Do Blood Cells Have a Nucleus?

Instructor: Bridgett Payseur

Bridgett has a PhD in microbiology and immunology and teaches college biology.

Blood cells have different jobs in the body. In order to perform their jobs well, they have different morphology too. In this lesson we will learn about the nuclei of different blood cells.

What is a Nucleus?

Have you ever heard that all the cells in your body have the same DNA? Surprisingly, they do not. DNA is stored in the nucleus of the cell. It provides instructions for the cell, telling it how to make proteins that give your body its shape and function. Most of the cells in your body have one nucleus, but some cells have more and some have less. Some blood cells get rid of their nuclei (and DNA) to help them work better.

Red Blood Cells

While all blood cells may come from the same bone marrow and flow through the same vessels, they have different functions to perform in the body. A red blood cell's job is to deliver oxygen to all the different cells of the body. To do this they require a protein called hemoglobin. Hemoglobin sticks to the red blood cell and holds onto oxygen so it can be distributed throughout the body. Mature red blood cells eject their nuclei so that there's more room for hemoglobin and oxygen. The cells have a biconcave shape and resemble flat discs with pinched-in centers.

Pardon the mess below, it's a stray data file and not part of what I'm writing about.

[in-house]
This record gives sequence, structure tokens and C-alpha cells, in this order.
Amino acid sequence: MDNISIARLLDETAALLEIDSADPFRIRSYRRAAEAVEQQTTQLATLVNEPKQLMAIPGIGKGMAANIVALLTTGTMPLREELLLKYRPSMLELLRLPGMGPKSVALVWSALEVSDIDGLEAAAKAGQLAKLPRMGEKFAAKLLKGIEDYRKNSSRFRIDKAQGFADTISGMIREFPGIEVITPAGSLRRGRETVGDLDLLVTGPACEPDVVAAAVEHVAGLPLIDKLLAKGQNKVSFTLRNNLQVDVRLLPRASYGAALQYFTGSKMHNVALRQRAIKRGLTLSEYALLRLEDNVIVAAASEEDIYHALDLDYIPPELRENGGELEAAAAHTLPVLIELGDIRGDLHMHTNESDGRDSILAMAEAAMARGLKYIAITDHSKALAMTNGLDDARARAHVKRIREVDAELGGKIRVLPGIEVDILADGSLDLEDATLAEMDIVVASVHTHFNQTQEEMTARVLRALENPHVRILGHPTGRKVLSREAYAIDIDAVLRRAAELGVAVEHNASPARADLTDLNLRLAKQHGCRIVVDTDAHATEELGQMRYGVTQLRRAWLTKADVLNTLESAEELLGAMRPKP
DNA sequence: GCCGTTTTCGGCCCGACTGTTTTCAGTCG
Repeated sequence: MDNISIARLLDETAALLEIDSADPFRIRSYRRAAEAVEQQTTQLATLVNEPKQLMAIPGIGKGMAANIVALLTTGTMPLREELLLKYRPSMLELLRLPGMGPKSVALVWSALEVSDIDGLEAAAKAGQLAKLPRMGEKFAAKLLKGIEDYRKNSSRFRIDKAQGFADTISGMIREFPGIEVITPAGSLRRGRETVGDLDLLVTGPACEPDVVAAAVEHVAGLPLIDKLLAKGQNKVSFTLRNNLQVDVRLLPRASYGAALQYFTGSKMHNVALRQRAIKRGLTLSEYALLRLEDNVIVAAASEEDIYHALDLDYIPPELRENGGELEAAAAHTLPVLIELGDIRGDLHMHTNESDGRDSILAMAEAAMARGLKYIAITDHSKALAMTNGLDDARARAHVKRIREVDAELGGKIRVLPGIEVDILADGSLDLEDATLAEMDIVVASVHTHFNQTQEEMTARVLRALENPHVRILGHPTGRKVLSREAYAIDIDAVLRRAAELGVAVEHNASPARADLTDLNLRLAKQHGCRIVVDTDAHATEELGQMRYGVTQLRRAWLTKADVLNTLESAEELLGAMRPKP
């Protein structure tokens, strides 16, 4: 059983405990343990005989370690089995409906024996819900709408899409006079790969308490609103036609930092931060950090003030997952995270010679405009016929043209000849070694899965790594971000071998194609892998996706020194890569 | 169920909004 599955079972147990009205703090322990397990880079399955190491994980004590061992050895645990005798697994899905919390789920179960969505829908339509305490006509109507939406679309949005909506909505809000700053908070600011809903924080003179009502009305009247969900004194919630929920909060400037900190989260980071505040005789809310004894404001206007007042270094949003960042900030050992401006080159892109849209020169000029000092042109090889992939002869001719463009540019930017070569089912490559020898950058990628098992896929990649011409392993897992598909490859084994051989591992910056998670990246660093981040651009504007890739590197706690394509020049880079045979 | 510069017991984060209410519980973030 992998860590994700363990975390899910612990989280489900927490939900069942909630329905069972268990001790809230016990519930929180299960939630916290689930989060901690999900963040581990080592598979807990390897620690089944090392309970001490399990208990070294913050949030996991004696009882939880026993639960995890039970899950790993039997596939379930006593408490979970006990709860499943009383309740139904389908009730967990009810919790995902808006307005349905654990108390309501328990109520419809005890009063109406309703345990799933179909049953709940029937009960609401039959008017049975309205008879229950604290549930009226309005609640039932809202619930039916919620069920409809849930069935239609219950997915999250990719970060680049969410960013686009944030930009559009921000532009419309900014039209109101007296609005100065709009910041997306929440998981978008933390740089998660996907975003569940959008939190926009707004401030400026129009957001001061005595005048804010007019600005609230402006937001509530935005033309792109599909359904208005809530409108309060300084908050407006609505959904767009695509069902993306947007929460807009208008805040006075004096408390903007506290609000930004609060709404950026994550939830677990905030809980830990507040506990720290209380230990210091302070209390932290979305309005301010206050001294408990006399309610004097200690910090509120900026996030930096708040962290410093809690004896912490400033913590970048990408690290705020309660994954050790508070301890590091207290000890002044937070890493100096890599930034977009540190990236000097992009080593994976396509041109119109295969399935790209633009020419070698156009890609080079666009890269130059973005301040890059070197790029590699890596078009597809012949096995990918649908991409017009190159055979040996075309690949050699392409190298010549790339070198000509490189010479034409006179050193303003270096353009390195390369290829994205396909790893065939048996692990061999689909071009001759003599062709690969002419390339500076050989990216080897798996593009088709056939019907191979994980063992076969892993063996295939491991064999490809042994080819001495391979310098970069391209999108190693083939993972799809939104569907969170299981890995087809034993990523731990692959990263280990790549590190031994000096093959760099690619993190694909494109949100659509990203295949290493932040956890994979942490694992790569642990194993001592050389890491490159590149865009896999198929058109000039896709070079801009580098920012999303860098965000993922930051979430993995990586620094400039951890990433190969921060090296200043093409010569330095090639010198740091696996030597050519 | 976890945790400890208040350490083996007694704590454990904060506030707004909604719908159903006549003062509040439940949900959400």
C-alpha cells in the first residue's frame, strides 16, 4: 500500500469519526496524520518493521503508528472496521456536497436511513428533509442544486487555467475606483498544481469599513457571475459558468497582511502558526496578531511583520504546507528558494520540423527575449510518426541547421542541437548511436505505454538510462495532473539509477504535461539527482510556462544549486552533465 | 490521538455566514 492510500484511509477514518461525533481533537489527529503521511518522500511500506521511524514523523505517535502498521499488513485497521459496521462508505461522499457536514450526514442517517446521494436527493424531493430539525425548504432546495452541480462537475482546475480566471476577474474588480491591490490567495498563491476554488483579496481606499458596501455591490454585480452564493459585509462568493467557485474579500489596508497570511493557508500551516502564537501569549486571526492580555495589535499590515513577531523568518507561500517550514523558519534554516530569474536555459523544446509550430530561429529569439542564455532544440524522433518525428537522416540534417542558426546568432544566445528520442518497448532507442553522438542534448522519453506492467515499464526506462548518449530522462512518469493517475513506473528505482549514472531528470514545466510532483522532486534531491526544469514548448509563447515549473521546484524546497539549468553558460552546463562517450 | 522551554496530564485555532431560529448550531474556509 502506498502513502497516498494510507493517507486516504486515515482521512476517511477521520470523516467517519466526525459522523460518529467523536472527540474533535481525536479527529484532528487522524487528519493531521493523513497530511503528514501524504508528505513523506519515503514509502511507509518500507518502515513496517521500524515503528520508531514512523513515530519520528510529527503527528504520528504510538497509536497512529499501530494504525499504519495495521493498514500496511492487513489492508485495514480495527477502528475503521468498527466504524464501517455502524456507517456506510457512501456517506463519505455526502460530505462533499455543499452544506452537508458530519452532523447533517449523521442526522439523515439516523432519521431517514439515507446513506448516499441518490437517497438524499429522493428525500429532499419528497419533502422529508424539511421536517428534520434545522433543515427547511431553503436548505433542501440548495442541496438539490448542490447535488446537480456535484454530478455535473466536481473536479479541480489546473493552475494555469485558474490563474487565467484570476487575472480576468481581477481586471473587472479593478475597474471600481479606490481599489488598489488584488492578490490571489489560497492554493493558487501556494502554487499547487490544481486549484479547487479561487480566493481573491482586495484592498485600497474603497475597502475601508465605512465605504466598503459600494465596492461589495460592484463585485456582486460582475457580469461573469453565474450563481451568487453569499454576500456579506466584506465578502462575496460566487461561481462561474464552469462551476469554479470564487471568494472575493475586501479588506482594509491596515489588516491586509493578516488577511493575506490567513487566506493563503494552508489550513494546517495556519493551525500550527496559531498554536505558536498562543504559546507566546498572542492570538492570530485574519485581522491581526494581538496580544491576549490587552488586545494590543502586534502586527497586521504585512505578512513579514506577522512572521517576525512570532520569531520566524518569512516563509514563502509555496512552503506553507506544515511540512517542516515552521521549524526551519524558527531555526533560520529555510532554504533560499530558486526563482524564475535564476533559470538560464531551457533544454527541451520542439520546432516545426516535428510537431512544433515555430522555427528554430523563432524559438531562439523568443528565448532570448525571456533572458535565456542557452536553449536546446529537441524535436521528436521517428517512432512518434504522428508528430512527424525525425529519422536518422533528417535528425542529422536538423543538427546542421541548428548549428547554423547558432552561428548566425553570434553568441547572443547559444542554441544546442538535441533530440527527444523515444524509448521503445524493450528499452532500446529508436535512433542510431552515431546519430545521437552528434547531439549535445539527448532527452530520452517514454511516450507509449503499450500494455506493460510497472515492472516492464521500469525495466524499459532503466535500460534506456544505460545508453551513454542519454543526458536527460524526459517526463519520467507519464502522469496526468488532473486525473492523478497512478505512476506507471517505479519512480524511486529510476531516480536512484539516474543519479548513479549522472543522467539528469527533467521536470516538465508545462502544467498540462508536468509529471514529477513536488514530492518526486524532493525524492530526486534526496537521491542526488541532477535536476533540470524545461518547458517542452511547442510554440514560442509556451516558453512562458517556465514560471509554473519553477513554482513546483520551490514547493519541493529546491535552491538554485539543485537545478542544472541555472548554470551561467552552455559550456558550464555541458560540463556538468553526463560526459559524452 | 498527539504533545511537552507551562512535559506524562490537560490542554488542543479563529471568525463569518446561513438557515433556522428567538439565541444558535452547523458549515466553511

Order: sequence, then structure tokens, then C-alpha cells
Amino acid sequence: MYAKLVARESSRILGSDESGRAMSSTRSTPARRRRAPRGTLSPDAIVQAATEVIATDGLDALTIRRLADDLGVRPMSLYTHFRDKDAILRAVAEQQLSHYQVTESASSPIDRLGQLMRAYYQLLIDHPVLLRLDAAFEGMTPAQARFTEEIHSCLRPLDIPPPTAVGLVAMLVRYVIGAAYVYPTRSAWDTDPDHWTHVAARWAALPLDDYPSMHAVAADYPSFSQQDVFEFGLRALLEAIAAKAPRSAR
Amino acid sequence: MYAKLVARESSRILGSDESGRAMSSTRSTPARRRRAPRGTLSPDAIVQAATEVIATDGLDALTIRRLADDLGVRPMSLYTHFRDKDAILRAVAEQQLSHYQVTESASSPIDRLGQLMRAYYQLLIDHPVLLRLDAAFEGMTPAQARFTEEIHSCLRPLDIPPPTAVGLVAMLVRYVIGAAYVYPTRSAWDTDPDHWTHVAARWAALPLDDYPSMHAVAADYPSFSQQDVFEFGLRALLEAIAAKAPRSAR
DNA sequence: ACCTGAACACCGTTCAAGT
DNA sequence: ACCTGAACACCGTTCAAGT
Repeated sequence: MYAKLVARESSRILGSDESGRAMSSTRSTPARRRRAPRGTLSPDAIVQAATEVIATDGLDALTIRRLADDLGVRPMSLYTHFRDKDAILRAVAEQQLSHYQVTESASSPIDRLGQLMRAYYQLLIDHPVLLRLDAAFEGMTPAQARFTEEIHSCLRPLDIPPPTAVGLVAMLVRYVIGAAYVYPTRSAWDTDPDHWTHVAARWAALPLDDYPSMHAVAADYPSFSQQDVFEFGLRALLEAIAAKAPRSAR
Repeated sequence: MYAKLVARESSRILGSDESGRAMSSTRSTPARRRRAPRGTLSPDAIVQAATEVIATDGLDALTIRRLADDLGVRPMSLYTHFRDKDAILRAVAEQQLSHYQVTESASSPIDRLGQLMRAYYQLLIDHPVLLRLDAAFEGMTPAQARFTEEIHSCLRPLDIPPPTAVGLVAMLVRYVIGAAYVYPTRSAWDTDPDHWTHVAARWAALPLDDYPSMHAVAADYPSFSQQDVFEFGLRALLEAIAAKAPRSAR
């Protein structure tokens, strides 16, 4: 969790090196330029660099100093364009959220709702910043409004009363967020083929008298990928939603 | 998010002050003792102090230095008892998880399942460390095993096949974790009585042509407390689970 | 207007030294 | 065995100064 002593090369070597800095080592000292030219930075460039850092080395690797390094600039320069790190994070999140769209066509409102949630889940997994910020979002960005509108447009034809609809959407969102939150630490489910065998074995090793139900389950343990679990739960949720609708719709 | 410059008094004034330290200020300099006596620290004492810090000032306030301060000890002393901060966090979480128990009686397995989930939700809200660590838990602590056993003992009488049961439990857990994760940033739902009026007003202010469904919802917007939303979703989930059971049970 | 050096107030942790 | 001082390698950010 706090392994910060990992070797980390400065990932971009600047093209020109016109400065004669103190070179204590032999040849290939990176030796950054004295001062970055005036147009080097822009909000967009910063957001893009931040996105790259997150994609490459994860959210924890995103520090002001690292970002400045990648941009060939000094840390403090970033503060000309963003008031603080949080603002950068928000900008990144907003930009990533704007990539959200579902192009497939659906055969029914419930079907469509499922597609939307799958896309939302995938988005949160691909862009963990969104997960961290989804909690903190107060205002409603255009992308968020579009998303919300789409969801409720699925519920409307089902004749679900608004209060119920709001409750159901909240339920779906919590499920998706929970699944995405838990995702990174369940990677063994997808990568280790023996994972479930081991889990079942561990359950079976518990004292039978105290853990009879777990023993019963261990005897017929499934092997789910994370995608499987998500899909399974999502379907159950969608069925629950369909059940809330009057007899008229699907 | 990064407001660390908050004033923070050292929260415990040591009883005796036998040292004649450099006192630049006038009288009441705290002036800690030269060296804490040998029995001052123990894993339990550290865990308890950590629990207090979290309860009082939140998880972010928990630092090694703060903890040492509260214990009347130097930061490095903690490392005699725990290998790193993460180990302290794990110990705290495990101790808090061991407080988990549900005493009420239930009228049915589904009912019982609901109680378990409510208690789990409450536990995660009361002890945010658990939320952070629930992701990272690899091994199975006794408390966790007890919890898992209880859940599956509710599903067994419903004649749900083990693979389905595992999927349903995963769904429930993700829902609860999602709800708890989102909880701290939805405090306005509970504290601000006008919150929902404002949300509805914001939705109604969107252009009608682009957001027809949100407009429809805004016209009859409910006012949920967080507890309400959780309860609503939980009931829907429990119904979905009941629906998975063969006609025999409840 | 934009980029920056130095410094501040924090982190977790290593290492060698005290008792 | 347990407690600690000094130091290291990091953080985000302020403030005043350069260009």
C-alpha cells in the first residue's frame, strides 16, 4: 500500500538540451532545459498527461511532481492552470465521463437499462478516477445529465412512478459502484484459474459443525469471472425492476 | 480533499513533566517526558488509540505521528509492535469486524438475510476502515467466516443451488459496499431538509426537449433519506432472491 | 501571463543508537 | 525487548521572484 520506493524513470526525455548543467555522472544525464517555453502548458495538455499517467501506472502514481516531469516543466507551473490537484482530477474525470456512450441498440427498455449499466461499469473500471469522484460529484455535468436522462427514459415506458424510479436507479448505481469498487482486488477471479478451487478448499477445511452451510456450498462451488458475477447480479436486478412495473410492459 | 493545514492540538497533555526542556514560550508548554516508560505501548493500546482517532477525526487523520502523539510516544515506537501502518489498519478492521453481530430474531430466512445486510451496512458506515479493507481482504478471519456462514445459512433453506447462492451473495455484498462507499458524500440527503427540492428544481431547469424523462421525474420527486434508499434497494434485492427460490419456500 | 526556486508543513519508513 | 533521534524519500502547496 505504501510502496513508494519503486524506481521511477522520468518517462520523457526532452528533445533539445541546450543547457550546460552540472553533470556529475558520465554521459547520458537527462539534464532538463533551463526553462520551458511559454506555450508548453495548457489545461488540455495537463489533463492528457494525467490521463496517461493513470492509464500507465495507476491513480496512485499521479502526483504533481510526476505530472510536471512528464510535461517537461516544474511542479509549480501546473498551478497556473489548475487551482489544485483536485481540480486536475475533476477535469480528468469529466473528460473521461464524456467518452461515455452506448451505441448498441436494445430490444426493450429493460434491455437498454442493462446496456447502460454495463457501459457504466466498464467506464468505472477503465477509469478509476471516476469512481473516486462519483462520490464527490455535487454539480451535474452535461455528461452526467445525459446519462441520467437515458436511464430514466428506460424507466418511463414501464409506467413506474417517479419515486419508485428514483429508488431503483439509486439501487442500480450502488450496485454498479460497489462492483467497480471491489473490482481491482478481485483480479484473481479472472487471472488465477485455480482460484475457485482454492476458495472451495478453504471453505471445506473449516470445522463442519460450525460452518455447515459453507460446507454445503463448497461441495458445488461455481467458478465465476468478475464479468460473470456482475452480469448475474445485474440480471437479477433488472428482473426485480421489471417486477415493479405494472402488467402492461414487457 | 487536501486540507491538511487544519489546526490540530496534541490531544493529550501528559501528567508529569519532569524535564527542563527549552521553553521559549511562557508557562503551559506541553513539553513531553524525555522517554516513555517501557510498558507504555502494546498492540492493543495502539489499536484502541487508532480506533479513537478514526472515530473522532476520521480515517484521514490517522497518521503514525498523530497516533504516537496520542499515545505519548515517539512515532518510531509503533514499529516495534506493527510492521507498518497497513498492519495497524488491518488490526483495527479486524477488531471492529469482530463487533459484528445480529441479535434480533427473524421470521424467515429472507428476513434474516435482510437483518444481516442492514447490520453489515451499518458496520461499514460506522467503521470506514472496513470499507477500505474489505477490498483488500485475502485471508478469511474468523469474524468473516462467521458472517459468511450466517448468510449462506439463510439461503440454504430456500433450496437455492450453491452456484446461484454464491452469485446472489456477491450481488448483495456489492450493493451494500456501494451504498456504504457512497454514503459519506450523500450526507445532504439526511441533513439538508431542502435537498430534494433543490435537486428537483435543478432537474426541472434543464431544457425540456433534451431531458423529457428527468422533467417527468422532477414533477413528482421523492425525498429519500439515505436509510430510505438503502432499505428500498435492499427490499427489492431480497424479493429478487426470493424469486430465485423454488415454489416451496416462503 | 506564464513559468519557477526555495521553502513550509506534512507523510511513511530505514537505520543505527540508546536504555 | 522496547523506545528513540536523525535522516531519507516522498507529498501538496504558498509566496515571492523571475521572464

Biconcave shape of a red blood cell
Biconcave shape of a red blood cell

White Blood Cells

White blood cells are separated into different categories according to function. The main purpose of white blood cells is to fight infections in the body. Different types of cells do this in different ways. Some have different nuclei based upon what they do. Some have lobed nuclei, or nuclei that appear to be split into multiple parts. This is believed to help the white blood cell to change shape and squeeze through blood vessels faster to go fight infections in the body. When the white blood cells meet germs they can either engulf and eat them or release proteins to kill them.

The blue dots represent the multi-lobed nucleus of a white blood cell.
Multi-lobed white blood cell.

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